In a second post related to World Digital Preservation Day, 3 November 2022, I thought I would share the tips that our University Records Manager, David Jenkins and I (Vicky Holmes, University Archivist) gave at some informal sessions run on 3 November about managing your own digital archive.
We are all dealing with a deluge of digital information, from texts, WhatsApp messages, emails and social media feeds, meaning that rather than stacks of letters, documents and physical photographs, we have bits and bytes piling up. There is often an amount of free digital storage with a provider of a particular service, but if you find you are pushing at the boundaries of this, spending too long looking for that one email or photo, or are worried about how to preserve important information in the longer term, then read on for some helpful tips.
To avoid getting overwhelmed by your personal emails, here are some simple things that you can do:
- Unsubscribe from everything that you can.
- In your inbox, group by sender and delete any old, irrelevant, expired, or time-sensitive messages all in one go. You may have to log in to browser versions to do this.
- Create folders or use labels / tags and meaningful subject lines to help you organise and search your messages (this will be easier if you are only keeping ones you need!).
- Download and save attachments and important emails outside the email client.
- ‘Archiving’ features may automatically carry out tasks or change your messages, so just make sure you know what they will do before you sign up. Also, are you using this feature just to put off deleting messages?
Photo or video tips
It is now so much easier to take a photograph than it was for those of us who remember 24 or 26 exposure negative rolls, and you can see what you have taken immediately, rather than wait with bated breath to see how the film came out (and in a bad batch, feel regret at the number of ‘bad exposure’ stickers the processor had added!). Here are some tips for managing digital photos or videos:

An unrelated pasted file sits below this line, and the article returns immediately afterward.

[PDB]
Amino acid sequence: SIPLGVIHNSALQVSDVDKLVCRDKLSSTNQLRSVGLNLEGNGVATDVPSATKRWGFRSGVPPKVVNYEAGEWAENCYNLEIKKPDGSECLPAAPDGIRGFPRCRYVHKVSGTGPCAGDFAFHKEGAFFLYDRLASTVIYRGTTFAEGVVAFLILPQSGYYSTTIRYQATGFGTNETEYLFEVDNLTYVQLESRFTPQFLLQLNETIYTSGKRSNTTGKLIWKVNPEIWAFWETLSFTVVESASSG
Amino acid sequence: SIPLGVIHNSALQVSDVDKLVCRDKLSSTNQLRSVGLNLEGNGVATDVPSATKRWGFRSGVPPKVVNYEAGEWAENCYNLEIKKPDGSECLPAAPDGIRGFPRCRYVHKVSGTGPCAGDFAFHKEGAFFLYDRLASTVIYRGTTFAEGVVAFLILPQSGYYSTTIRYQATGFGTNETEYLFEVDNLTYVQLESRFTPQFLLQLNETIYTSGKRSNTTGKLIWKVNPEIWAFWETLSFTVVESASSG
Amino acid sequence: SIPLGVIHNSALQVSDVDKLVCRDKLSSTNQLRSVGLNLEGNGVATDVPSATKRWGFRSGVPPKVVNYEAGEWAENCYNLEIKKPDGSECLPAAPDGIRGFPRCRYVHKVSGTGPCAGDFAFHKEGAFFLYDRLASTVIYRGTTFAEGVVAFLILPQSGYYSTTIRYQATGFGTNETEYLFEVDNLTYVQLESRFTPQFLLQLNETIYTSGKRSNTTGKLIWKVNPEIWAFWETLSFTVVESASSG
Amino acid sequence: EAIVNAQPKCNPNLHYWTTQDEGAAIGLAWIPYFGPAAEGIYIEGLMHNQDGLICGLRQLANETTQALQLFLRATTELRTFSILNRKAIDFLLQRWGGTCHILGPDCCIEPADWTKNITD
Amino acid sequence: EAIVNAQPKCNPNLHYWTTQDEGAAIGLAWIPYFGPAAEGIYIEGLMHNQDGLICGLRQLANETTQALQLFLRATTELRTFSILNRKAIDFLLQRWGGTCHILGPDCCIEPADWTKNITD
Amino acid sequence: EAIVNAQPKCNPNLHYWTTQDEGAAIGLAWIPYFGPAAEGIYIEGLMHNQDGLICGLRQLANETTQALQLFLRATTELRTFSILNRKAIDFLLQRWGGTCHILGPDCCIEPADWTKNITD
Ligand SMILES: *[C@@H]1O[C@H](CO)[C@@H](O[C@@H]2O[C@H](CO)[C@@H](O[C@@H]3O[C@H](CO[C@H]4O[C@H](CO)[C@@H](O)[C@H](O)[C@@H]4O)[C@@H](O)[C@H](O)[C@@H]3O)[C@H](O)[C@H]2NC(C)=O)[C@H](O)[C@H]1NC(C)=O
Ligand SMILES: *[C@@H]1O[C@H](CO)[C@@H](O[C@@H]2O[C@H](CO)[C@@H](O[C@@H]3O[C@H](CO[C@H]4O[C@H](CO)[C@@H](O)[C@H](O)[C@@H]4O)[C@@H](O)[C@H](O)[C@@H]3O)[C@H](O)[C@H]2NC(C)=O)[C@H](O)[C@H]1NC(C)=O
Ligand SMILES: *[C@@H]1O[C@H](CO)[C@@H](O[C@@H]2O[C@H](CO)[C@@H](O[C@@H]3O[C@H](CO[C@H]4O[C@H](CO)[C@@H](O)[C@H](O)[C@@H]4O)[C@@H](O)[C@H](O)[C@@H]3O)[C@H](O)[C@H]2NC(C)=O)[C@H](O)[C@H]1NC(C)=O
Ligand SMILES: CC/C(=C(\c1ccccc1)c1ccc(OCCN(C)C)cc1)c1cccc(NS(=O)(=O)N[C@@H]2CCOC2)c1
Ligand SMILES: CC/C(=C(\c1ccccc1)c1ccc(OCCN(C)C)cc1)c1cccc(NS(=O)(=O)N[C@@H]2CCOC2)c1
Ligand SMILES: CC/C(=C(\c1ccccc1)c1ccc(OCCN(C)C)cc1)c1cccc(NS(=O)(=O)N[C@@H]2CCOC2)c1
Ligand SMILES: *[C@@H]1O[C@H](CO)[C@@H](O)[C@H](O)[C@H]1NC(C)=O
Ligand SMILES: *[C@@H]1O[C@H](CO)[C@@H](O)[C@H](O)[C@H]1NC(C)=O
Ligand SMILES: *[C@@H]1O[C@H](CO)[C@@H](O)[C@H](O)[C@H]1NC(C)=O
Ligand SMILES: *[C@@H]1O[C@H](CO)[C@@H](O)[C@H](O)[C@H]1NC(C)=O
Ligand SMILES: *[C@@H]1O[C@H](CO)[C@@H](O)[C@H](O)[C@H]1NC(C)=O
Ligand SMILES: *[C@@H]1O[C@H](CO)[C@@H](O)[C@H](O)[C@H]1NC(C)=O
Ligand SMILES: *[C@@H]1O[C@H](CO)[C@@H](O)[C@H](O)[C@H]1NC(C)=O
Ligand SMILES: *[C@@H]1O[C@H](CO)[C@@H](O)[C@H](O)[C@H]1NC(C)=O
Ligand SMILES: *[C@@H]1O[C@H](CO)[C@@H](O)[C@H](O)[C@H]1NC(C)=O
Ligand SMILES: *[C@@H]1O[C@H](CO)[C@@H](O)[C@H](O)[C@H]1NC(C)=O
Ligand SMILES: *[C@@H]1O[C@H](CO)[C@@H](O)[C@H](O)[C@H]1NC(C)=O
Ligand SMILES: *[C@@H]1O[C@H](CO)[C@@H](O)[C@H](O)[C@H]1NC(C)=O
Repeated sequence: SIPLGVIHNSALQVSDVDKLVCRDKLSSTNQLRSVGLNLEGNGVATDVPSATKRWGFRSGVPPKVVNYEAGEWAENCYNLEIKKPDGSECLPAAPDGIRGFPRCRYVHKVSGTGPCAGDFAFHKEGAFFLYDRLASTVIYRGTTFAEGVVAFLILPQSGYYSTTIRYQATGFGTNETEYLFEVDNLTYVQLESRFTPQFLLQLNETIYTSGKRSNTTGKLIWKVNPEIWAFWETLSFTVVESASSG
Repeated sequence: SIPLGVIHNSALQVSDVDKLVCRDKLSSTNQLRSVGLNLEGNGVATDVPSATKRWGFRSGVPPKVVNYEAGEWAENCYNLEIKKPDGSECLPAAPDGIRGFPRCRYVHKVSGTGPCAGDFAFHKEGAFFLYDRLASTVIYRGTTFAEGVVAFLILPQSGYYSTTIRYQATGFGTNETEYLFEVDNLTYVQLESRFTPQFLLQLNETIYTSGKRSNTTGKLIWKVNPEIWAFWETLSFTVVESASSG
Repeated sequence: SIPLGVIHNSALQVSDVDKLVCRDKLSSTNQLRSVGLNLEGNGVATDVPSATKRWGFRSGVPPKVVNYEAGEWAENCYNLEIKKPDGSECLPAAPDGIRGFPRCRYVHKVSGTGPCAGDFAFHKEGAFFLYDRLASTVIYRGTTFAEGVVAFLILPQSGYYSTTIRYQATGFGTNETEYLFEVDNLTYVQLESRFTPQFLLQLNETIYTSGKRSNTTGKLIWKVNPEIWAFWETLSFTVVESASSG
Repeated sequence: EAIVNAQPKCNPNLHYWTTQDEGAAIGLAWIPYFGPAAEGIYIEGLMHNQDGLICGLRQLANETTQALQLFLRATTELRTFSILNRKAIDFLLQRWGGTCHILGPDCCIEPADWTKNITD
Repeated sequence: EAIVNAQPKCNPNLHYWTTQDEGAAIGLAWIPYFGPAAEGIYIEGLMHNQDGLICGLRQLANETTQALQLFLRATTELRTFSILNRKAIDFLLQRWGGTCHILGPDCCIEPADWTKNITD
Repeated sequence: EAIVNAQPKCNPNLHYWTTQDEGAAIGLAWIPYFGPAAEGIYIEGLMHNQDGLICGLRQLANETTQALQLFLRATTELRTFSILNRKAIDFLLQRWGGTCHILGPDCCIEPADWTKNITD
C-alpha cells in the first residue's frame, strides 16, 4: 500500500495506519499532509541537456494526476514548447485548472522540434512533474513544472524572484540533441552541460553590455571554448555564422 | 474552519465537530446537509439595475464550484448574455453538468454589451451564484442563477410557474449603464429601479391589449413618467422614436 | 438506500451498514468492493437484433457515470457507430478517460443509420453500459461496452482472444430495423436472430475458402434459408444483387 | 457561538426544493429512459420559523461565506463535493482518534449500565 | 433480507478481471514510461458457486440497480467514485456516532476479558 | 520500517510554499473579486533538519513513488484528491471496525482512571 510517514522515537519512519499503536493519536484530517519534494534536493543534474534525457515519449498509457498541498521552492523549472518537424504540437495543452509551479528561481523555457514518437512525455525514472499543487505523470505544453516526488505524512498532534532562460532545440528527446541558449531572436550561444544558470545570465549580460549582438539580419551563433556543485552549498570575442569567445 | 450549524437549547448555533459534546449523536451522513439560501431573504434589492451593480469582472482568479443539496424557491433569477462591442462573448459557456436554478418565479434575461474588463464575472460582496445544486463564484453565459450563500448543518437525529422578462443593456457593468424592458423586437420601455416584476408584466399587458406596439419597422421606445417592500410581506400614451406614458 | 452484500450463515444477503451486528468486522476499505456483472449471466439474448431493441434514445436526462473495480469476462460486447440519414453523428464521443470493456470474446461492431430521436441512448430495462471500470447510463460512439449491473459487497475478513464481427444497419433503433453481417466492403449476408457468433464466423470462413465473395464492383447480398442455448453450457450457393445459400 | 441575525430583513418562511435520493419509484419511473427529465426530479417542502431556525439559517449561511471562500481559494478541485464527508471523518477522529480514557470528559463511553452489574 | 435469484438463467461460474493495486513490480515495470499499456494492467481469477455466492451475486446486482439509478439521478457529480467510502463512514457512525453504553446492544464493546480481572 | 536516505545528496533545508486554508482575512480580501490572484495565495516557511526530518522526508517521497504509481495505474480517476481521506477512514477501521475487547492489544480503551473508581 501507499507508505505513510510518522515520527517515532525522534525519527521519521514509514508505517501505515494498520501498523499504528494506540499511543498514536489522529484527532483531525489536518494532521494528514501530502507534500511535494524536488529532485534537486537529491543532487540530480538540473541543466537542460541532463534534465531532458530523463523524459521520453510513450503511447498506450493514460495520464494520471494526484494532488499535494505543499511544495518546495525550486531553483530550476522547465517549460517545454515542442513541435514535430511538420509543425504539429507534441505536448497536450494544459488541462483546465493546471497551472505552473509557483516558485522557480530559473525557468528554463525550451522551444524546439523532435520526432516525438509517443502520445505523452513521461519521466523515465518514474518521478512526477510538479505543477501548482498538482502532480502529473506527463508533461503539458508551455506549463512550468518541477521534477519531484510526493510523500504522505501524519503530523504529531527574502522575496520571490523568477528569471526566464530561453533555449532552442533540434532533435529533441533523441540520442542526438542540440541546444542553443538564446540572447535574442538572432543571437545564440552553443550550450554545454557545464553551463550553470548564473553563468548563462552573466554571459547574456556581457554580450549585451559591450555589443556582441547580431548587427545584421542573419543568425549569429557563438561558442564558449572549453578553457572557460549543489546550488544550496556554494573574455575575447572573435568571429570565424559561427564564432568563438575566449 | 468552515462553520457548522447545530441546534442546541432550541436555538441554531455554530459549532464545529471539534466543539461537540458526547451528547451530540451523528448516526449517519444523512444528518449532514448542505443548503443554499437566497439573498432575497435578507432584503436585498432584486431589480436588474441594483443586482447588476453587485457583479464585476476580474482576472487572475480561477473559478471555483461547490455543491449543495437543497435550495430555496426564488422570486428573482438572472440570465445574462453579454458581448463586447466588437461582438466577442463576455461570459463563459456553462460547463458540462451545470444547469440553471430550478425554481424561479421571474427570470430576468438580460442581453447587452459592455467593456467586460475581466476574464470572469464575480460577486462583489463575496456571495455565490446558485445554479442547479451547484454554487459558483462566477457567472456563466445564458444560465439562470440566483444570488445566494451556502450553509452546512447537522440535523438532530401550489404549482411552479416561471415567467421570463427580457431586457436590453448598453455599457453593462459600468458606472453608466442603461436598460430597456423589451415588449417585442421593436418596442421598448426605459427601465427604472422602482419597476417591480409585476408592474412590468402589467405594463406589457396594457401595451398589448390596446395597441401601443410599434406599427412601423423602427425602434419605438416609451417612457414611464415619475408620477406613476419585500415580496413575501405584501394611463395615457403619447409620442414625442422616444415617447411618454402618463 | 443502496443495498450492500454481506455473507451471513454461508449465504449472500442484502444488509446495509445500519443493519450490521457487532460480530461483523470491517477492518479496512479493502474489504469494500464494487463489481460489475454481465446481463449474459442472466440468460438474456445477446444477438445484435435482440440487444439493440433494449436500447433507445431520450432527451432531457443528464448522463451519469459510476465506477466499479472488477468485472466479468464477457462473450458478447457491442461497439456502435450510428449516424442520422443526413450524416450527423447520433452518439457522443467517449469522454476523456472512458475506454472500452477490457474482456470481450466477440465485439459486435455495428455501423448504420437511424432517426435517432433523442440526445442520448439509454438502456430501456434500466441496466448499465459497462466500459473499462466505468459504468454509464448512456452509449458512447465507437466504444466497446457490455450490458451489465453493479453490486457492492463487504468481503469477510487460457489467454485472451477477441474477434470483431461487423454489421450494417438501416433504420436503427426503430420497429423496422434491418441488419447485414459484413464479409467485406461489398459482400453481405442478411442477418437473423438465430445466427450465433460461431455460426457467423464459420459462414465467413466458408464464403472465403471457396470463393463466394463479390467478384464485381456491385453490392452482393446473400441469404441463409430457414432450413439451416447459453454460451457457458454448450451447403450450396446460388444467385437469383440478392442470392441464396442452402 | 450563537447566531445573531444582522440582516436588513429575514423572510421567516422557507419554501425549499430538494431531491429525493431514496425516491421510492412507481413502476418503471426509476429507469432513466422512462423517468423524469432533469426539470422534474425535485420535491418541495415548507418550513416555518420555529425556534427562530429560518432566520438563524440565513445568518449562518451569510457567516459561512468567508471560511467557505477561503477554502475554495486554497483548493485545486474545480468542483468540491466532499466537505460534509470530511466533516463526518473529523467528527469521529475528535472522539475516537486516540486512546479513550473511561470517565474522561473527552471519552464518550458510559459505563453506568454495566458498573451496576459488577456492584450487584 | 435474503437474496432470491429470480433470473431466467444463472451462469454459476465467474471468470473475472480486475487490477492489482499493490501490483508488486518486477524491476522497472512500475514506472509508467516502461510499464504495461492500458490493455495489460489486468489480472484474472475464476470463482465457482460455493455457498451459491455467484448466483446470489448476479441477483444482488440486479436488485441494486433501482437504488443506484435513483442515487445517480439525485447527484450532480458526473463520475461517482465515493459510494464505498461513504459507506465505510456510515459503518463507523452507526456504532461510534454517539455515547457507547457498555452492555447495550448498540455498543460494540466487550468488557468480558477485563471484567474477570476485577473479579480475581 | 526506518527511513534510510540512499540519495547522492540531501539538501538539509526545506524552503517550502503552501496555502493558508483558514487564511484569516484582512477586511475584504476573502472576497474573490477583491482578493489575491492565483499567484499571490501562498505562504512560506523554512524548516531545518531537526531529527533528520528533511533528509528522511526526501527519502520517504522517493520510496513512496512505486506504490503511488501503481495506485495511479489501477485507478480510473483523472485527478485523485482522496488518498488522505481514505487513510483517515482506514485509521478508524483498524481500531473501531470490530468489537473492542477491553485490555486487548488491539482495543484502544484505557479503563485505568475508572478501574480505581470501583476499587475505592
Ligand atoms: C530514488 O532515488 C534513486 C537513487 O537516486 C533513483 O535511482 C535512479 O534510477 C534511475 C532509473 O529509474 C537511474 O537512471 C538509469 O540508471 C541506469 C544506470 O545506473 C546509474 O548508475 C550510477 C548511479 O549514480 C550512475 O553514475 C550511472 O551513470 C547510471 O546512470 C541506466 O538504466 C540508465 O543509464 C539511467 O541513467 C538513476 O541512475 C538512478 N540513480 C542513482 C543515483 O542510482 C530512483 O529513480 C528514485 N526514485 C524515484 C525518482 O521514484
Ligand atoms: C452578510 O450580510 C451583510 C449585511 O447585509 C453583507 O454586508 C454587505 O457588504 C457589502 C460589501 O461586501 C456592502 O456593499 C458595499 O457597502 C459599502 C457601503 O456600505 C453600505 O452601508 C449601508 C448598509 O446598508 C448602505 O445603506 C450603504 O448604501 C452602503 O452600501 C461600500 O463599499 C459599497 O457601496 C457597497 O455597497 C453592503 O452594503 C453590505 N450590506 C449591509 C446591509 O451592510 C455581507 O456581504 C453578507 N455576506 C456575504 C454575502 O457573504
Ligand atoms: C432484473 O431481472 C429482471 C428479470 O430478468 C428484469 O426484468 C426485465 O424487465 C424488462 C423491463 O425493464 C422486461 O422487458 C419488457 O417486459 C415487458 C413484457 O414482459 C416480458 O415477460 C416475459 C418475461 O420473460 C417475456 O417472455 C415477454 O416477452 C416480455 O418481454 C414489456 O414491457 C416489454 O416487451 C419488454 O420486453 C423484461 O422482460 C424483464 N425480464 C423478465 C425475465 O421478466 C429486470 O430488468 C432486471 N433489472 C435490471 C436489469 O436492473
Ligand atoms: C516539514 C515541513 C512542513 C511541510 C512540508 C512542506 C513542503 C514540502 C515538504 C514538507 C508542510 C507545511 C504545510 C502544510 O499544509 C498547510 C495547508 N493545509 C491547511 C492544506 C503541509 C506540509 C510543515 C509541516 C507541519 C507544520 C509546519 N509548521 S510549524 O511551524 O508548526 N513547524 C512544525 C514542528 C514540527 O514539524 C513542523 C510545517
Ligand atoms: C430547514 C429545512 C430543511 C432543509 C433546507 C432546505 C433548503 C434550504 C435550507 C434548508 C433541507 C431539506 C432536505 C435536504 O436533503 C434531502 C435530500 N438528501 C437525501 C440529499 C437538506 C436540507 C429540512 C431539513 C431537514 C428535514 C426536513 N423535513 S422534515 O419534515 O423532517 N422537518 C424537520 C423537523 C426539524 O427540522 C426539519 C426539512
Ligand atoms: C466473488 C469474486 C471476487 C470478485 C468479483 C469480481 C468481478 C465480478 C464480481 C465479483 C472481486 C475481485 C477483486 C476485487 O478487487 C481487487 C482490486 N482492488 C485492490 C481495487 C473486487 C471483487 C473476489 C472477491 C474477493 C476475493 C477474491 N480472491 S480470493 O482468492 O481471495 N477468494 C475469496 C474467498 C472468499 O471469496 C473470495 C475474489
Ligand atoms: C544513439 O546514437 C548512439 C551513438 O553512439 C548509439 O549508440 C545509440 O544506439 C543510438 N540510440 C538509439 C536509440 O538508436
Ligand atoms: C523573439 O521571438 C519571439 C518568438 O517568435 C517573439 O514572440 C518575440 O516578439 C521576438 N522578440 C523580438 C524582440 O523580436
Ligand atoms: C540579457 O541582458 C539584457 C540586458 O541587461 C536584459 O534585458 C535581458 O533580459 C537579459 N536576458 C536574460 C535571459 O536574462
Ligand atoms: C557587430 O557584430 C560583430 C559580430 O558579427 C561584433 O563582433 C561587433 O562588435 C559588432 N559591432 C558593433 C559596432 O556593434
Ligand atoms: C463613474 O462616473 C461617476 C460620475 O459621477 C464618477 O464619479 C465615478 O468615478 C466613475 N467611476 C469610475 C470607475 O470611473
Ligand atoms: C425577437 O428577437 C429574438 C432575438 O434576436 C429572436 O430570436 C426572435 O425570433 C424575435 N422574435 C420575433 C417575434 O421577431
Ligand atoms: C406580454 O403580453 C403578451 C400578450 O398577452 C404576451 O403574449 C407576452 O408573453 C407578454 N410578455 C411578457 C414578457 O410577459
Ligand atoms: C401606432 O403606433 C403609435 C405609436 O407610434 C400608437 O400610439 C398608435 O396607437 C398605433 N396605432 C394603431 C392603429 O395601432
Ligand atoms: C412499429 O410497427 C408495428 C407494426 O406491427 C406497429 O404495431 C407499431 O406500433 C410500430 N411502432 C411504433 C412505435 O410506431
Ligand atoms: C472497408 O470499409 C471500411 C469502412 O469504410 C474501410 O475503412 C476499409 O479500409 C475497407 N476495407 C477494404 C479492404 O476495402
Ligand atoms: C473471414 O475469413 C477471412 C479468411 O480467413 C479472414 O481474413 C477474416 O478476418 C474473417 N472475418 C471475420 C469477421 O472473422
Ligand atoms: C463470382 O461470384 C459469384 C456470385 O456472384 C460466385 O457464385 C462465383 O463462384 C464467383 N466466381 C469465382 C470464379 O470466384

- Exercise quality control – don’t just keep everything.
- Is there a better way to keep information required from screenshots etc?
- Name your photographs with who, what , when etc, soon after you have taken them so the information is all fresh in your mind. ‘Vicky outside the National Gallery, June 2010’ is much more meaningful and easier to search for than ‘img 1006’.
- Use commercial services to print out special photos or create memory books (as a kind of hard-copy back up).
Managing, organising and finding things
- Dispose of unwanted or expired information regularly.
- Gather together information centrally so you know where it all is and don’t have to deal with lots of old phones, laptops etc.
- Be consistent with whatever organisation and naming system that you use.
- Don’t rely on social media sites as your ‘archive’.
- Back up anything that you want to keep for the long term, to increase the chances of still being able to access it.
- If you use physical media (CDs, data sticks, hard-drives) to back up, make sure you are migrating and renewing them regularly, and keep them in stable conditions (not too hot, cold, wet or light).
- If you use the cloud as backup, use strong passwords and be aware of any size limits and exit arrangements.
- You may want to think about using a combination of physical media and cloud storage, to spread the risk.
Managing your files over time
- ‘Little and often’ is probably more manageable than trying to work through years’ worth of data at a time. Can you set aside half an hour every few weeks, or a longer period once a month to do some of the things suggested above?
- We have all seen or heard about stories of identity theft and personal images being shared. Be aware of where sensitive data or photographs are held – do you really need to keep them?
- Are your passwords for cloud storage memorable and strong? You don’t want to get locked out, or risk being hacked. Always use multi-factor authentication where you can.
- Is there a trusted person you can share passwords etc with in case you are unable to access them?